- 2 tablespoons Extra Virgin Olive Oil
- 3 ½ to 4 pounds Beef Chuck Roast or Stew Meat (well trimmed & cut into 1” cubes)
- 2 cups diced Onion
- 1 teaspoon fresh Thyme minced
- 2 cups quartered Mushrooms
- ½ cup Tomato Puree
- 1 ½ tablespoon fresh Garlic minced
- 1 ½ cup Chardonnay or a good Dry White Wine
- 2 cup sliced Carrots about ¾ inches thick
- 2 tablespoons Brown Sugar
- 4 cups Beef Stock
- About 1 cup of Flour
- Salt & Black Pepper to taste
- 2 tablespoons Dijon Mustard
- ½ cup Sour Cream
- 2 tablespoons chopped Chives
- In a large skillet or Dutch oven, heat the olive oil and add as many meat cubes as you can without crowding (if the skillet is too crowded, the meat won't brown properly.) Brown the meat well on all sides, remove each batch as it browns and set them aside. It may be necessary to add a little olive oil.
- When all of the beef has been browned and removed, add the onions to the remaining juices in the skillet and cook, stirring occasionally, until they are golden brown. Add the thyme and the mushrooms and cook until they have released most of their water. Add the tomato puree, garlic and when garlic is fragrant add the white wine and let it cook for a couple minutes. Add the carrots and the reserved beef pieces (if you did them in a separate fry pan). Add the brown sugar, stock and salt and pepper to taste.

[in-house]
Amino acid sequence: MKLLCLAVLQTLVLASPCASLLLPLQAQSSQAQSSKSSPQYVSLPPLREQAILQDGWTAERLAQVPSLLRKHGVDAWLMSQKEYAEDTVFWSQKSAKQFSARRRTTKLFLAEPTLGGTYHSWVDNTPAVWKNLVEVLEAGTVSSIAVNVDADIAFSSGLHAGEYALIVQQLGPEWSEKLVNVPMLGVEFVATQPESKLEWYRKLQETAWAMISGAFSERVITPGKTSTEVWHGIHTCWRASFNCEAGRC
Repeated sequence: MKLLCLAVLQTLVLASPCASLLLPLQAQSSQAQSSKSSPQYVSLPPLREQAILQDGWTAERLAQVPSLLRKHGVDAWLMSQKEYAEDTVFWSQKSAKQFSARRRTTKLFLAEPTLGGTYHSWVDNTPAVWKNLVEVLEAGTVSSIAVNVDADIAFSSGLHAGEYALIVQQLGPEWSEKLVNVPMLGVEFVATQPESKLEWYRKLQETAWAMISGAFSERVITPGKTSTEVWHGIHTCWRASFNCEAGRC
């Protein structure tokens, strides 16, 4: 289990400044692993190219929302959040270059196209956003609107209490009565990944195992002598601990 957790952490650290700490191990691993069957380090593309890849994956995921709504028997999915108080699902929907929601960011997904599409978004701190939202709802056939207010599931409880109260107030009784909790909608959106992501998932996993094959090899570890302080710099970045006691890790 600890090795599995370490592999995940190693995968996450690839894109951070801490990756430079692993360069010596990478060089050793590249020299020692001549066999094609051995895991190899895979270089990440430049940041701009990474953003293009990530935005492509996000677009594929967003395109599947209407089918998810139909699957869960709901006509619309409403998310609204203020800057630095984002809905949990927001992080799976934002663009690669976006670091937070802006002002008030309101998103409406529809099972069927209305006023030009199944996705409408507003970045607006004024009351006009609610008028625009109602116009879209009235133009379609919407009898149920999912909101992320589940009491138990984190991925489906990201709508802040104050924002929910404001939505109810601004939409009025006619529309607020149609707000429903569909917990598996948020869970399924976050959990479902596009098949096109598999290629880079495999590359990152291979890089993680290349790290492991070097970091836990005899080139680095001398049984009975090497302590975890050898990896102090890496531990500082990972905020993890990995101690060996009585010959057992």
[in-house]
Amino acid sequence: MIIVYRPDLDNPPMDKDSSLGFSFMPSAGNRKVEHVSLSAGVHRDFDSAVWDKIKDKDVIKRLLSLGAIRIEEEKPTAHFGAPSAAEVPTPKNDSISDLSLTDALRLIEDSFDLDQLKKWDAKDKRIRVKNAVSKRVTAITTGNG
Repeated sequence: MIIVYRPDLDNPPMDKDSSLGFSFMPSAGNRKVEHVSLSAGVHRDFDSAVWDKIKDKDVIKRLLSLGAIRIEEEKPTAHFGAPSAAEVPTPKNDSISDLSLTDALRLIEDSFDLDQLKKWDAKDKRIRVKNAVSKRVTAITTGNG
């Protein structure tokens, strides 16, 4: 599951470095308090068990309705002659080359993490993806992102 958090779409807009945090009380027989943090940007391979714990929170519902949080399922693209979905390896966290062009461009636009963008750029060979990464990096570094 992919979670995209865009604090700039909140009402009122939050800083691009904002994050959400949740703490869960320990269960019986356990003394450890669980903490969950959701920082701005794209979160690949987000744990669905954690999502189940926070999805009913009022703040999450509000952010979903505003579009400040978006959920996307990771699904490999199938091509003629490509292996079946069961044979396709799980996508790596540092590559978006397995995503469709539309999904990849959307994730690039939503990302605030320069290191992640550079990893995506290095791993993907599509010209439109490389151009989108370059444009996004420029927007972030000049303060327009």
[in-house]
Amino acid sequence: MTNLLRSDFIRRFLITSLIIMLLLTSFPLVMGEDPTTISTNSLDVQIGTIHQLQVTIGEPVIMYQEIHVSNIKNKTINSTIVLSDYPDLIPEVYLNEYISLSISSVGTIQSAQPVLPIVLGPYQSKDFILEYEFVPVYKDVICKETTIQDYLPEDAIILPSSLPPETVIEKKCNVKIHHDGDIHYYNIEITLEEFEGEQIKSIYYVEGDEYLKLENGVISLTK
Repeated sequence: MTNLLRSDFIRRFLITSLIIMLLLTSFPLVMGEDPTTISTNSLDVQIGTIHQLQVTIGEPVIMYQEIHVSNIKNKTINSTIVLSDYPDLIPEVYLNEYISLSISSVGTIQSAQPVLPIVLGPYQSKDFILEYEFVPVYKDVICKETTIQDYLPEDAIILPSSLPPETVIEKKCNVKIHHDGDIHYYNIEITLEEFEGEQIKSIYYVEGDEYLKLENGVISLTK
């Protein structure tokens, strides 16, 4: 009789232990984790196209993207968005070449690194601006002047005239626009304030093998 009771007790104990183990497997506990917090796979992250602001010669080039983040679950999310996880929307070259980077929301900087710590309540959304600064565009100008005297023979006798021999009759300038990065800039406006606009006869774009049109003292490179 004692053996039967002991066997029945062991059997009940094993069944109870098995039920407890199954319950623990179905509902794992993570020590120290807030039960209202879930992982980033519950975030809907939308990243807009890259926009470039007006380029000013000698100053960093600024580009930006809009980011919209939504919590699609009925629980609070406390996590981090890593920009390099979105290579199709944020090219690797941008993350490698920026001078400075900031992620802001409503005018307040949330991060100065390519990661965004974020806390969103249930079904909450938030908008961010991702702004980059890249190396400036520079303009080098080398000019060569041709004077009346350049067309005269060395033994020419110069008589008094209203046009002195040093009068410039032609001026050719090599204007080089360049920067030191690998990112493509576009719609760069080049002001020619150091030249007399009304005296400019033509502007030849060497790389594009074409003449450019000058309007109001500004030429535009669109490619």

- Add the flour the same way we do it on the video to thicken.
- Bring to boil, reduce to low heat, and cook for about 2 ½ to 3 hours or until the beef tender enough to cut with a spoon. Be sure to check every so often to make sure the beef does not attach at the bottom.
- Add the mustard, and a little sour cream. Mix well and serve with a large fettucine like pappardelle top with more sour cream and sprinkle with freshly chopped chives.
Notes: According to the cookbook A Taste of Russia, the original beef Stroganoff recipe derived from a basic French mustard for seasoning beef, combined with a dollop of Russian sour cream. The accepted history of Beef Stroganoff is that a French chef Charles Briere who worked for a wealthy St. Petersburg family created the dish for a cooking contest in 1891. He then named the prize-winning dish for his employer, Count Pavel Alexandrovich Stroganov.